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Contract Performance During COVID-19
The COVID-19 pandemic may prevent, or hinder, a party from fulfilling its contractual obligations. Failing to perform under a contract may constitute a contract breach, exposing the breaching party to liability, or relieving the non-breaching party of its obligations under the contract.
In determining whether to undertake efforts to enforce or avoid a contractual obligation, school officials should first review the contract language for applicable provisions, such as “force majeure” and “cure period” clauses. If the contract does not contain these provisions, other legal principles may still excuse performance.
Contracts often contain a “force majeure” clause (i.e., an event outside the reasonable control of a party that prevents the party from performing a contractual obligation), which generally excuses a party’s failure to perform a contractual obligation. Alternatively, the clause may extend the performance period where performance becomes impossible, or untenable due to circumstances beyond that party’s control.
Under Michigan law, force majeure clauses have been narrowly construed to excuse performance only if a specific event listed in the clause causes the non-performance. Accordingly, force majeure clauses typically contain a detailed list of circumstances that may excuse performance (e.g., war, strike, or power failure).
A force majeure clause executed before 2020 is unlikely to specifically list COVID-19 as a circumstance that excuses performance, but may include more general terms such as “pandemic” or “health emergency.” Importantly, there are few Michigan court decisions interpreting force majeure clauses, and neither the Michigan Court of Appeals nor the Michigan Supreme Court has addressed the enforceability of a force majeure clause in the COVID-19 context.
Contracts also may contain a “cure period” that effectively allows a party to delay performance for COVID-related reasons or, to cure a COVID-related breach within a defined timeframe without penalty (e.g., 30 days). A party that breaches a contract by failing to perform on a timely basis for COVID-19 related reasons could avoid legal liability for the breach if it cures the breach within the allowed period. Of course, that determination must be based on the specific contract language.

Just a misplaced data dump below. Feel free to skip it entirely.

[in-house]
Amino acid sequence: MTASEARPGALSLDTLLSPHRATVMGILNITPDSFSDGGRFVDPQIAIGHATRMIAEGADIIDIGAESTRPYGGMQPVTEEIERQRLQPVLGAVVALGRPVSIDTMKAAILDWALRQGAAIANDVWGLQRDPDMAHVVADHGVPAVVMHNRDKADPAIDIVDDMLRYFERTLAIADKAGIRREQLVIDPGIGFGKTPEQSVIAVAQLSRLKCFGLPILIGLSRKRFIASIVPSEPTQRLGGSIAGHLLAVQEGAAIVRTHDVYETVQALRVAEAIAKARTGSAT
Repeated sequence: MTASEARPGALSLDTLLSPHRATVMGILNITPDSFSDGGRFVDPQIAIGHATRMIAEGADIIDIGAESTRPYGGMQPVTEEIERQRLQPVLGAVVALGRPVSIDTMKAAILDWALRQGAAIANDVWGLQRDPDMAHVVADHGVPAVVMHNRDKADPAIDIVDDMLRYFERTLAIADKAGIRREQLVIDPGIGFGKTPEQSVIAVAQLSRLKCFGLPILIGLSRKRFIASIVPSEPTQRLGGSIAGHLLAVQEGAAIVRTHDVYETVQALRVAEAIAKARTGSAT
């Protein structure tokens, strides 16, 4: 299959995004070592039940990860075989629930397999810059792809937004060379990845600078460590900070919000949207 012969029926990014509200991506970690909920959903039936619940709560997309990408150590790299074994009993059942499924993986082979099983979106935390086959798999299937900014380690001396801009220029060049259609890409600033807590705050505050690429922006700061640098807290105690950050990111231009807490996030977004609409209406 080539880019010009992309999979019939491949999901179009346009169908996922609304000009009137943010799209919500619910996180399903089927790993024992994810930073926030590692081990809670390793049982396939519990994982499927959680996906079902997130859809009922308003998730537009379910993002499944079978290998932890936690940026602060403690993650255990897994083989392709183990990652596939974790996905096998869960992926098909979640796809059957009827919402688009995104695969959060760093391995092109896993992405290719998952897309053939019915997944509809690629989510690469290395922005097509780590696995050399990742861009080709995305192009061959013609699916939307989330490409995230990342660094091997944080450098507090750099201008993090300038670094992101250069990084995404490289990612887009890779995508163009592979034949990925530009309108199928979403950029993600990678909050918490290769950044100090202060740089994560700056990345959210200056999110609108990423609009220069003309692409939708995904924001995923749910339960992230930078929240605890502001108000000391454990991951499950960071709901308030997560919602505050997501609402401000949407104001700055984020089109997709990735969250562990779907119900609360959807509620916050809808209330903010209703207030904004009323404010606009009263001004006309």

Non-performance may also be excused based on legal principles rather than express contract language. For example, a contract that was not approved by a school board (or its authorized designee) may be unenforceable.
Courts may also apply common law contract defenses, such as “impracticability” and “frustration of purpose”, to excuse a party’s non-performance of contractual obligations. Impracticability occurs when an event prevents a party from performing a contractual obligation, or makes performance extremely and unreasonably difficult. Frustration of purpose is a similar defense, which excuses performance when a party’s principal purpose for entering the contract is substantially frustrated due to an event.
As with force majeure clauses, impracticability and frustration of purpose have not been applied by the Michigan Court of Appeals or the Michigan Supreme Court in the COVID-19 context. Nonetheless, because these defenses are broad and analyzed by courts on a case-by-case basis, they may apply.
For example, a school that leases gymnasium or auditorium space to the public may be able to allege impracticability in allowing the space’s use based on EO 2020-110 (closing gymnasiums and indoor performance venues to the public). Similarly, EO 2020-142 may excuse a school’s payment for contracted busing services during Phases 1-3 since the order prohibits school busing under those circumstances. These examples are provided for illustrative purposes only, as each contract must be reviewed in its entirety to determine if a school’s obligations under the contract may be excused.
Even if COVID-19 has not prevented or impeded performance of contractual obligations, school officials may still need to amend a contract to change performance obligations (e.g., amending a collective bargaining agreement with custodial staff to increase work hours and cleaning requirements).
As parties grapple with increasing financial constraints caused by COVID-19, they will likely scrutinize contracts and contract defenses to avoid contractual obligations or liabilities. Whether school officials are seeking to avoid or enforce a contractual obligation, they should carefully review applicable contract language, and contact legal counsel when in doubt about a contract provision’s applicability or available defenses.